If you take an extended break from playing, your invisible rank, or matchmaking rating (MMR), will decay, or be lowered, to place you in easier games in case you're a bit rusty. Blizzard says your MMR will adjust faster than normal when you return to get you back on track quickly.

Overwatch 2 rank rewards

How Overwatch 2 rank rewards work

Overwatch 2's competitive rewards are a little different now too. First, in order to receive any rewards, you have to complete the "Competitive Role/Open Queue Player" challenge by winning 15 games in either mode every season.

Once you do, you'll be ready to earn competitive points for buying your favorite heroes' golden weapons (3,000 competitive points each), and titles to put on your name card in the following season (and must be earned again to use in the next one, too).

For every game you win you'll receive 25 competitive points, and for every draw you get five.

Blizzard has changed how rank rewards work in season 2. Your rank rewards are based on your final ranks and the highest rank across Role Queue and Open Queue. Your final rank includes the games you played after your most recent rank update, so your rewards might be higher or lower than you expected.

(Image credit: Tyler C. / Activision Blizzard)

For example: If you end a season in Diamond in Open Queue and Silver in Role Queue, you'll receive the Diamond rewards—as long as the games you may or may not have played after the most recent update don't impact your rank. Even if you peaked at Master sometime earlier in the season, you won't get the rewards for that rank because you didn't end on it.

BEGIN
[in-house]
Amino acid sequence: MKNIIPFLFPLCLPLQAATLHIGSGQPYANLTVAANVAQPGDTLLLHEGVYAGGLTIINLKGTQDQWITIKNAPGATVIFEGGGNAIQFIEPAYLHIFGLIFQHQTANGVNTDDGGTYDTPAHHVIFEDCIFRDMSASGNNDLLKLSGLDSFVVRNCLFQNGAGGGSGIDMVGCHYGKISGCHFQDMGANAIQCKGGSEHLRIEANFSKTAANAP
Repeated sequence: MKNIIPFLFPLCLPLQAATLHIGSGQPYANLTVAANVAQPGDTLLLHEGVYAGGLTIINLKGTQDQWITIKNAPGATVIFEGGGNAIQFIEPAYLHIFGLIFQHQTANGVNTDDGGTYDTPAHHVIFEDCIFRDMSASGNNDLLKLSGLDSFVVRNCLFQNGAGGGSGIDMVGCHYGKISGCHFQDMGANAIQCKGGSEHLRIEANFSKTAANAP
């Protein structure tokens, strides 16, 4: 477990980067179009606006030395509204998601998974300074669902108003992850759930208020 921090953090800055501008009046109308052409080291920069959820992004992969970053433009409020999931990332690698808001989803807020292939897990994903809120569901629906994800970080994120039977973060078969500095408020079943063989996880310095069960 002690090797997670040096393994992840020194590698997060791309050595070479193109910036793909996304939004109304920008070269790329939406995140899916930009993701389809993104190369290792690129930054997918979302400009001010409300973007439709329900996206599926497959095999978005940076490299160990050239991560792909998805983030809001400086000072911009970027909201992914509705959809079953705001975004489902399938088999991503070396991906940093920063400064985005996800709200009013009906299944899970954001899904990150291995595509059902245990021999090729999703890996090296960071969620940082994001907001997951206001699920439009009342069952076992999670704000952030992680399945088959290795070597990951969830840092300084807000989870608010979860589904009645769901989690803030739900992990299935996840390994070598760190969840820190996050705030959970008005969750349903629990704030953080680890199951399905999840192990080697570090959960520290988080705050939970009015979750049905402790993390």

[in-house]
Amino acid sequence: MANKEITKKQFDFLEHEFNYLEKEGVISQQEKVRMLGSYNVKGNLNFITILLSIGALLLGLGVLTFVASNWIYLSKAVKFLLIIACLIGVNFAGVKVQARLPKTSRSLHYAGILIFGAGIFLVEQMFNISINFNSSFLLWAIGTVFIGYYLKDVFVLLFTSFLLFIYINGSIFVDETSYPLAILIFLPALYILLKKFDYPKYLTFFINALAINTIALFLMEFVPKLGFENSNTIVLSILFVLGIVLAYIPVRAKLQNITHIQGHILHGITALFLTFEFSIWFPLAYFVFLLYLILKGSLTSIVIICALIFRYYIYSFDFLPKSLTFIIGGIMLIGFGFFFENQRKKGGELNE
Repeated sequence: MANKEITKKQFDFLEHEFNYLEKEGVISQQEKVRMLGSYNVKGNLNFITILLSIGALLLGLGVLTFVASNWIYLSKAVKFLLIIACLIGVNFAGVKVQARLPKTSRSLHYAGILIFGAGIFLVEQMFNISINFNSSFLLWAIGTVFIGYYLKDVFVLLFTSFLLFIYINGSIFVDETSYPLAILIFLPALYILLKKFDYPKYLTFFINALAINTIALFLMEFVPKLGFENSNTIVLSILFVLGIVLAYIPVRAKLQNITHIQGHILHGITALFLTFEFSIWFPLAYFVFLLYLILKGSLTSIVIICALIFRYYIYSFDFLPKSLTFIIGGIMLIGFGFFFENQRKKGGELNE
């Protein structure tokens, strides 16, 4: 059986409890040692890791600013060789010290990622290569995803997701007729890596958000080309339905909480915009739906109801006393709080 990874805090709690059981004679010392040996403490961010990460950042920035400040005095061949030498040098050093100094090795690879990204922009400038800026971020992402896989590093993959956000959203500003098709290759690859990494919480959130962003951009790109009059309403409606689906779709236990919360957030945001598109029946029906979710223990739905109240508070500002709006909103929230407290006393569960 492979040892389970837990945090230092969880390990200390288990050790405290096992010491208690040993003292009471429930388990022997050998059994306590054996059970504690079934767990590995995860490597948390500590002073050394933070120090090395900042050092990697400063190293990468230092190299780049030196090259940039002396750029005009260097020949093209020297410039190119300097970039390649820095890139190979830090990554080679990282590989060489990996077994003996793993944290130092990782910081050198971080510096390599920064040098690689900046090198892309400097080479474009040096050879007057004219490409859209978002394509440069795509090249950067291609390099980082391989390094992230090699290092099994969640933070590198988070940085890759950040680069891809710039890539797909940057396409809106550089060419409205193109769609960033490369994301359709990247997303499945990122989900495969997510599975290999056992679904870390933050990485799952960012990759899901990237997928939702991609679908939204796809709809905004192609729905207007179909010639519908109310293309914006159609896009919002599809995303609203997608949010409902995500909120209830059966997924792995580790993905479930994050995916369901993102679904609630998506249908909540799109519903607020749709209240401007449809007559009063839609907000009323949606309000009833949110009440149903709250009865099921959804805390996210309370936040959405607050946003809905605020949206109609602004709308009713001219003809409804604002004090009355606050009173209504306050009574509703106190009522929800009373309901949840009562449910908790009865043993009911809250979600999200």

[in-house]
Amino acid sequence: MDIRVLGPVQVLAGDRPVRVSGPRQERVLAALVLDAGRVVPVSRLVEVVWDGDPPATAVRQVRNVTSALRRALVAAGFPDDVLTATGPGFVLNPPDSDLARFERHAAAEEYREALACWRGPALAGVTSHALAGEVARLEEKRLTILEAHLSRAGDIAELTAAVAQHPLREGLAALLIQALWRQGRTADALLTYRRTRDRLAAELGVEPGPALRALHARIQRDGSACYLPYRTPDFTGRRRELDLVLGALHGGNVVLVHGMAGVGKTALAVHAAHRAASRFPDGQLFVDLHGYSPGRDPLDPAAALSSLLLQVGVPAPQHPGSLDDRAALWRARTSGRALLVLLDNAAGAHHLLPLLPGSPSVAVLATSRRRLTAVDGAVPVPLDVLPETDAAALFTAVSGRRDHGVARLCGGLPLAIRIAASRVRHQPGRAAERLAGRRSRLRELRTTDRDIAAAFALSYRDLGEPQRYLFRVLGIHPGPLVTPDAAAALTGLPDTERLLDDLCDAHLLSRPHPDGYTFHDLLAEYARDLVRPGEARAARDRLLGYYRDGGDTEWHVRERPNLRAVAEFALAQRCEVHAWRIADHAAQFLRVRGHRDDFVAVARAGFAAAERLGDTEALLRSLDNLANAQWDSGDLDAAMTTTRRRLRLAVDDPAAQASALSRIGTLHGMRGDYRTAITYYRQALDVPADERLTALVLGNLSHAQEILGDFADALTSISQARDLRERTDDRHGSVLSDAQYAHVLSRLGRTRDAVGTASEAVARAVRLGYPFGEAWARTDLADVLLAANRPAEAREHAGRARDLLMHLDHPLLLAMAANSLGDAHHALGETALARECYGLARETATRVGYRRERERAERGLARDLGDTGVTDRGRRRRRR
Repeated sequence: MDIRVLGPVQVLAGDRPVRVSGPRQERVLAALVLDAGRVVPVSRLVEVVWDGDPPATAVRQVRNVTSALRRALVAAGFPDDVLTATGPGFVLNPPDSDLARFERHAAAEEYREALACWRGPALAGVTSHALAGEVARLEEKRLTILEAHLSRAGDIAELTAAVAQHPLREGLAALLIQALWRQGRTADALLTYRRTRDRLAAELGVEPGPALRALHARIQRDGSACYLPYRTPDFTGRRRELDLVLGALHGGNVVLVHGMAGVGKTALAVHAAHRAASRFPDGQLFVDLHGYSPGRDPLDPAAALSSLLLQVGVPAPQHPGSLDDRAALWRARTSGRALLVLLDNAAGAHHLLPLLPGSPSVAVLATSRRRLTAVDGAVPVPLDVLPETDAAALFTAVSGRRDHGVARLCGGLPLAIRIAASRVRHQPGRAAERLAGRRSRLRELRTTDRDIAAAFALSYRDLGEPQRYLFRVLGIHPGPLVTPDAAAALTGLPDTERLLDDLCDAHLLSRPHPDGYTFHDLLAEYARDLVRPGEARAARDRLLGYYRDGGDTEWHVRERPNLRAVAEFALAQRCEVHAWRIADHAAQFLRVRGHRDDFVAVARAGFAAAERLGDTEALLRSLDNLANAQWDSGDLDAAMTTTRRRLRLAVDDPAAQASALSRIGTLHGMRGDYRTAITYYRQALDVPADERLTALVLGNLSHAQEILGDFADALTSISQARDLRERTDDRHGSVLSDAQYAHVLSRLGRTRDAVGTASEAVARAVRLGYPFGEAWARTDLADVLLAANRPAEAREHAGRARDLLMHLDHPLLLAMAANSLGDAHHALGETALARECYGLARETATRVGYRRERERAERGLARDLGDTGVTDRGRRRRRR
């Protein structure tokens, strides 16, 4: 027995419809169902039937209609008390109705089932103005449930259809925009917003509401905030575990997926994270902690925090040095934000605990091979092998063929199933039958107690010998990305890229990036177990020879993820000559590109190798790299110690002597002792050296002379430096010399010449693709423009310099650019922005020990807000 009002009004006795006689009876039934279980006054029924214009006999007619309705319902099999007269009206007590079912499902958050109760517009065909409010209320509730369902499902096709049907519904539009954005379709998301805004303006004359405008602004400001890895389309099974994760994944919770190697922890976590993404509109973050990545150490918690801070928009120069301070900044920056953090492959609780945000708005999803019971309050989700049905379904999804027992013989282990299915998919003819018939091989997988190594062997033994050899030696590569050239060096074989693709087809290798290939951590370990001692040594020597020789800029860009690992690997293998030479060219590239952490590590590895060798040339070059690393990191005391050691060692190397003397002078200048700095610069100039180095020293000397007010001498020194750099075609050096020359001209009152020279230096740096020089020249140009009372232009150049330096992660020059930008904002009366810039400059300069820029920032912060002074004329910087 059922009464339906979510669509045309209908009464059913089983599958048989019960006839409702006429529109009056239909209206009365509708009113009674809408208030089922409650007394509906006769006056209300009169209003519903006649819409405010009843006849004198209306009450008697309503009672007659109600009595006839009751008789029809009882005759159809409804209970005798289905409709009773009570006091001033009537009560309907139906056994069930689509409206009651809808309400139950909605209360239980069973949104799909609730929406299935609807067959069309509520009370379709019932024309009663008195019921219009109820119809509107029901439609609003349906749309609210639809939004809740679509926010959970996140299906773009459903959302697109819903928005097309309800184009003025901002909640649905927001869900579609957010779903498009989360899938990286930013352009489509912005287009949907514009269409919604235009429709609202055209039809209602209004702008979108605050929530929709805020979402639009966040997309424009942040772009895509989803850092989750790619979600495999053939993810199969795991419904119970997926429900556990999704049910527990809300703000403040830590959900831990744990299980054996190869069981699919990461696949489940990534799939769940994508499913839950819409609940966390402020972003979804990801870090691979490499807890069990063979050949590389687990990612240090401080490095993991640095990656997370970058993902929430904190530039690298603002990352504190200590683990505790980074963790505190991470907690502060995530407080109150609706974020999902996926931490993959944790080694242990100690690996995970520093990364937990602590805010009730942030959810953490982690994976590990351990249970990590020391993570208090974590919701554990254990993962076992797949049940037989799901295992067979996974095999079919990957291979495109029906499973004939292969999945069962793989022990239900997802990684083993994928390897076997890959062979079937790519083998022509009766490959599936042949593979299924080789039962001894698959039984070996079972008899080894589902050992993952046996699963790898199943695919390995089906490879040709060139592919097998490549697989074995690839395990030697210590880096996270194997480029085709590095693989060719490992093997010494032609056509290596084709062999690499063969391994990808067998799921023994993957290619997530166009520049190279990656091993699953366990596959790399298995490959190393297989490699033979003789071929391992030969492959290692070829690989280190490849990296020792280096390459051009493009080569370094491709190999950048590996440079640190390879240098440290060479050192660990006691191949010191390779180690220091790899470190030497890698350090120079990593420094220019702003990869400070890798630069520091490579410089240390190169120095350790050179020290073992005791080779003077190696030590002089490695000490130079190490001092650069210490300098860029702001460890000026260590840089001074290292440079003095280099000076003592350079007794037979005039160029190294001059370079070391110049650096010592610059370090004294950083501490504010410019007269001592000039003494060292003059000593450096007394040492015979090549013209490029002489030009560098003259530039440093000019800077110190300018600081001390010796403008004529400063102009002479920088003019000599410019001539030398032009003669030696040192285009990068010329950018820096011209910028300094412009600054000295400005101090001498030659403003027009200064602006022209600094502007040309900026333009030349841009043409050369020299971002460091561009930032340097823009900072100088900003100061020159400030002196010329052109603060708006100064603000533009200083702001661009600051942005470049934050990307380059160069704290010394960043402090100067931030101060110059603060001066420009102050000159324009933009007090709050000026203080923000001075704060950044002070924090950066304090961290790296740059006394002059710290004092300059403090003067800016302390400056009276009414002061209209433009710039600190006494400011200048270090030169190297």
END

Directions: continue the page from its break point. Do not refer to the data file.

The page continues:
The competitive point rewards are clarified in competitive challenges associated with each rank. Here's how many competitive points you'll get, along with the associate title rewards:

  • Bronze: 300
  • Silver: 450
  • Gold: 600
  • Platinum: 800
  • Diamond: 1000, Diamond Role/OpenChallenger
  • Master: 1,200, Master Role/Open Challenger
  • Grandmaster: 1,500, Grandmaster Role/Open Challenger
  • Top 500: 1,500, Top 500 Role/Open Challenger

You get titles for completing a number of competitive games too: 

  • 250 games: Adept Competitor
  • 750 games: Seasoned Competitor
  • 1,750 games: Expert Competitor

Overwatch 2 MMR

How MMR works with Overwatch 2 ranks

(Image credit: Tyler C. / Activision Blizzard)

Your matchmaking rating, or MMR, is a hidden reflection of your skill that exists to give you good matches. You'll never know exactly what it is, but the game's matchmaking system uses MMR (not skill rating ranks) to give you the most fair games it can find when you queue for competitive.

MMR is a moving target and isn't necessarily the same as your visible skill rating rank. The MMR system compares your skill against other players as everyone who plays Overwatch 2 wins and loses games. That means your MMR can shift up or down regardless of your personal skill. In order to keep the system free of manipulation by players who want to exploit it, Blizzard can never explain exactly how it works, nor can it show you your exact MMR value.

With MMR, a player could have a high Platinum rank on their career profile, but might be put into Gold-level matches. So don't fret if you see someone with a similar disparity in your ranked games.

After all, competitive ranks are an elaborate form of a leaderboard you'd see in a game at the arcade, except it's full of millions of players and is constantly shifting around. The only thing you can control is how you play and how you learn. If you focus on winning matches instead of trying to game the system by playing certain heroes or chasing after certain stats, you'll probably be disappointed with the results.

Other than using tools like Overwatch 2's replay system to learn and improve, the goal with ranked should always be to try to win and have fun.

Associate Editor

Tyler has covered games, games culture, and hardware for over a decade before joining PC Gamer as Associate Editor. He's done in-depth reporting on communities and games as well as criticism for sites like Polygon, Wired, and Waypoint. He's interested in the weird and the fascinating when it comes to games, spending time probing for stories and talking to the people involved. Tyler loves sinking into games like Final Fantasy 14, Overwatch, and Dark Souls to see what makes them tick and pluck out the parts worth talking about. His goal is to talk about games the way they are: broken, beautiful, and bizarre.